It has been 24 years since the last “Mortal Kombat” movie was released in theaters. If you’ve been waiting to see your favorite characters back on the big screen, then you may be waiting a bit longer, because this third film in the franchise’s history is a “Mortal Kombat” movie in name only.
Movies based on video games have a long history of unsuccessful adaptations and the “Mortal Kombat” franchise is no exception. In 1995, New Line Cinema released the first “Mortal Kombat” film. At the time, the video game franchise was a mega-hit with arcade audiences along with massive sales of the then-popular video game systems, Sega Genesis and Super Nintendo. The ’90s-era “Mortal Kombat” became the highest-grossing adaptation of a video game and was a solid hit with fans.
The wheels of this gravy train fell off with the 1997 sequel, “Mortal Kombat: Annihilation,” a film so bad due to a rushed deadline, terrible special effects and abysmal writing that the franchise’s popularity nosedived and took decades to recover.
As arcades disappeared, video game sales tanked and fan interest in another film died, a potential third film spent over 20 years in development hell. Even after a highly popular fan-made short called “Mortal Kombat: Rebirth” (2010) revived audience interest in a major “Mortal Kombat” production, it still took over a decade before the dream was realized and a new film hit theaters and streaming services on HBO Max.
2021’s “Mortal Kombat” doesn’t feel like a film that was made for old-school fans of the franchise. Director Simon McQuoid tried to take a realistic approach to the source material and ended up making an inauthentic film that is too serious. Baffling casting choices, such as the decision to omit one of the franchise’s most popular characters, Johnny Cage, and replacing him with the new character Cole Young for political reasons, highlights what makes this feel like a “Mortal Kombat” film in name only.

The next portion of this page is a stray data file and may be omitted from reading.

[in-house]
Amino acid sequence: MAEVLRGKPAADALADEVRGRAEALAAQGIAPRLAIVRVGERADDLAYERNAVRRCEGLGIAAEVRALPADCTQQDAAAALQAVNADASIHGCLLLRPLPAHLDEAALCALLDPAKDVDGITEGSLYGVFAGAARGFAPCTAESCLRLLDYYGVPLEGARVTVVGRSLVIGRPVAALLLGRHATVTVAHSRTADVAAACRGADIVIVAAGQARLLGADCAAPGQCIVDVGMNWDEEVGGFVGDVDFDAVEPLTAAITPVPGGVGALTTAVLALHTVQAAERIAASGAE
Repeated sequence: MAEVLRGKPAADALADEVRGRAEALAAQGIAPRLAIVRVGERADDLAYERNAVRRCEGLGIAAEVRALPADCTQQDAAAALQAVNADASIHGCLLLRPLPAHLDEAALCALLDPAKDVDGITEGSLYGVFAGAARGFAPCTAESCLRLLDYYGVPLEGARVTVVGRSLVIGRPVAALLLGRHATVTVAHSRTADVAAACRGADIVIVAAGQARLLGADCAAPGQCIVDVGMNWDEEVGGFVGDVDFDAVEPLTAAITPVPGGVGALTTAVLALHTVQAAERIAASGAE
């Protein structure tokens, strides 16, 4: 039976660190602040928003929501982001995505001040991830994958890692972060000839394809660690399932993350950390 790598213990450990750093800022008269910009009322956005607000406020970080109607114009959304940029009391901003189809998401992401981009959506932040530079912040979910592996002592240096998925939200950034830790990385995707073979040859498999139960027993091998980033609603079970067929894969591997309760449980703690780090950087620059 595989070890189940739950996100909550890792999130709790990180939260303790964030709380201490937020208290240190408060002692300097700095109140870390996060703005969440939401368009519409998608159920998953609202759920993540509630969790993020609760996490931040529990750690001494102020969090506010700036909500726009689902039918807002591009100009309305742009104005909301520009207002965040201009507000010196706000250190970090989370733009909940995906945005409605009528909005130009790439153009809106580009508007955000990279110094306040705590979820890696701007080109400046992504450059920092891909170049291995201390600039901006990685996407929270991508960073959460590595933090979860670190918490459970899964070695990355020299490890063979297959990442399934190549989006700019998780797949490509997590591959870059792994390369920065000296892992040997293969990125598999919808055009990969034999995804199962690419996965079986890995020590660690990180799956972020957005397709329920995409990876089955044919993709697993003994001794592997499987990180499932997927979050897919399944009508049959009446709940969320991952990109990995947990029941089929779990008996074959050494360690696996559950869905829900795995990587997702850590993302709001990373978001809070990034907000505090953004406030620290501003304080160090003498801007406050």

The latest “Mortal Kombat” was made to grab the cash of international audiences rather than its homegrown U.S. base. Not only are the first 15 minutes of the film subtitled, but Warner Bros. made the financial decision to release the movie internationally two weeks before its domestic debut. Such a move against a fanbase that has waited nearly three decades for a payoff is simply inexcusable.
Beyond that, the film’s pacing is horrendous as it tries to tell four separate stories simultaneously, botching all of them in the process. Kano (Josh Lawson) and Sonya Blade (Jessica McNamee) are simply written bullet points and are robbed of depth due to sharing limited screen time with too many characters. When it’s time to shoehorn in the game’s famous catchphrases, the execution leads to audience groans rather than cheers.
The lack of emotional attachment to these characters is a complete reversal of how audiences connected to the 1995 film, which will likely hold up better than its 2021 counterpart. Those looking for the back-breaking and physics-defying fatalities that the franchise is known for are better off playing the old Playstation games to get their fix.
Warner Bros. had 24 years to correct the mistakes of “Mortal Kombat: Annihilation,” which cinematically killed the franchise for a generation. 2021’s “Mortal Kombat” is barely a better film on the sole basis of its access to effects and stunts that did not exist in 1997. Otherwise, “Mortal Kombat” is not going to reignite the flames of the lapsed fan that has been waiting for this moment since childhood.
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